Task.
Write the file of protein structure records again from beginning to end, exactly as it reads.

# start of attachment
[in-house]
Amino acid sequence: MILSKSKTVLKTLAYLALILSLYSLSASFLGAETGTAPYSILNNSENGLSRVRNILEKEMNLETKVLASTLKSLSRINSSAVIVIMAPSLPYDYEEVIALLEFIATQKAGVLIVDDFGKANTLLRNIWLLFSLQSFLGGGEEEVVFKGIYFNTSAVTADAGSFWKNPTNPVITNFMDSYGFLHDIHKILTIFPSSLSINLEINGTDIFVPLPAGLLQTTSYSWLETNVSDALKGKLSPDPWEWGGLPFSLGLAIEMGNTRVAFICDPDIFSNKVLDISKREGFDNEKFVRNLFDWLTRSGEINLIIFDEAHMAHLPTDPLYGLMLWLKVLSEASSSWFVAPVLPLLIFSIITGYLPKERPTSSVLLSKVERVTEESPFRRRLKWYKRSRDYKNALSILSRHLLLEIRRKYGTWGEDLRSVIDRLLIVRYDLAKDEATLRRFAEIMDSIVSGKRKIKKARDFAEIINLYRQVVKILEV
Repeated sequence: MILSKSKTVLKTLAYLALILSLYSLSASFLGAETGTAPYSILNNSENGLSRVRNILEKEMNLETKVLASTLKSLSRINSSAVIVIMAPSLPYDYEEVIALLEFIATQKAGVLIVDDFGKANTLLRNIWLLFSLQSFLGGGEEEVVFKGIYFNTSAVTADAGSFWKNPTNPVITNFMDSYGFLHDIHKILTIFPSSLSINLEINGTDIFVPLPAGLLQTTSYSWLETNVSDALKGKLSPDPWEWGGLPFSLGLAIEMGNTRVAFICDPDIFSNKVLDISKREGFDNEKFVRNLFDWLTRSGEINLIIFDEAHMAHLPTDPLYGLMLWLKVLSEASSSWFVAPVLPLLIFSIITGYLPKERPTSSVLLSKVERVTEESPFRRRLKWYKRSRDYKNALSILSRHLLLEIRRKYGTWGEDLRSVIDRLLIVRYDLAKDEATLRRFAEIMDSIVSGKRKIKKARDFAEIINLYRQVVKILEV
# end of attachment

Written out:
[in-house]
Amino acid sequence: MILSKSKTVLKTLAYLALILSLYSLSASFLGAETGTAPYSILNNSENGLSRVRNILEKEMNLETKVLASTLKSLSRINSSAVIVIMAPSLPYDYEEVIALLEFIATQKAGVLIVDDFGKANTLLRNIWLLFSLQSFLGGGEEEVVFKGIYFNTSAVTADAGSFWKNPTNPVITNFMDSYGFLHDIHKILTIFPSSLSINLEINGTDIFVPLPAGLLQTTSYSWLETNVSDALKGKLSPDPWEWGGLPFSLGLAIEMGNTRVAFICDPDIFSNKVLDISKREGFDNEKFVRNLFDWLTRSGEINLIIFDEAHMAHLPTDPLYGLMLWLKVLSEASSSWFVAPVLPLLIFSIITGYLPKERPTSSVLLSKVERVTEESPFRRRLKWYKRSRDYKNALSILSRHLLLEIRRKYGTWGEDLRSVIDRLLIVRYDLAKDEATLRRFAEIMDSIVSGKRKIKKARDFAEIINLYRQVVKILEV
Repeated sequence: MILSKSKTVLKTLAYLALILSLYSLSASFLGAETGTAPYSILNNSENGLSRVRNILEKEMNLETKVLASTLKSLSRINSSAVIVIMAPSLPYDYEEVIALLEFIATQKAGVLIVDDFGKANTLLRNIWLLFSLQSFLGGGEEEVVFKGIYFNTSAVTADAGSFWKNPTNPVITNFMDSYGFLHDIHKILTIFPSSLSINLEINGTDIFVPLPAGLLQTTSYSWLETNVSDALKGKLSPDPWEWGGLPFSLGLAIEMGNTRVAFICDPDIFSNKVLDISKREGFDNEKFVRNLFDWLTRSGEINLIIFDEAHMAHLPTDPLYGLMLWLKVLSEASSSWFVAPVLPLLIFSIITGYLPKERPTSSVLLSKVERVTEESPFRRRLKWYKRSRDYKNALSILSRHLLLEIRRKYGTWGEDLRSVIDRLLIVRYDLAKDEATLRRFAEIMDSIVSGKRKIKKARDFAEIINLYRQVVKILEV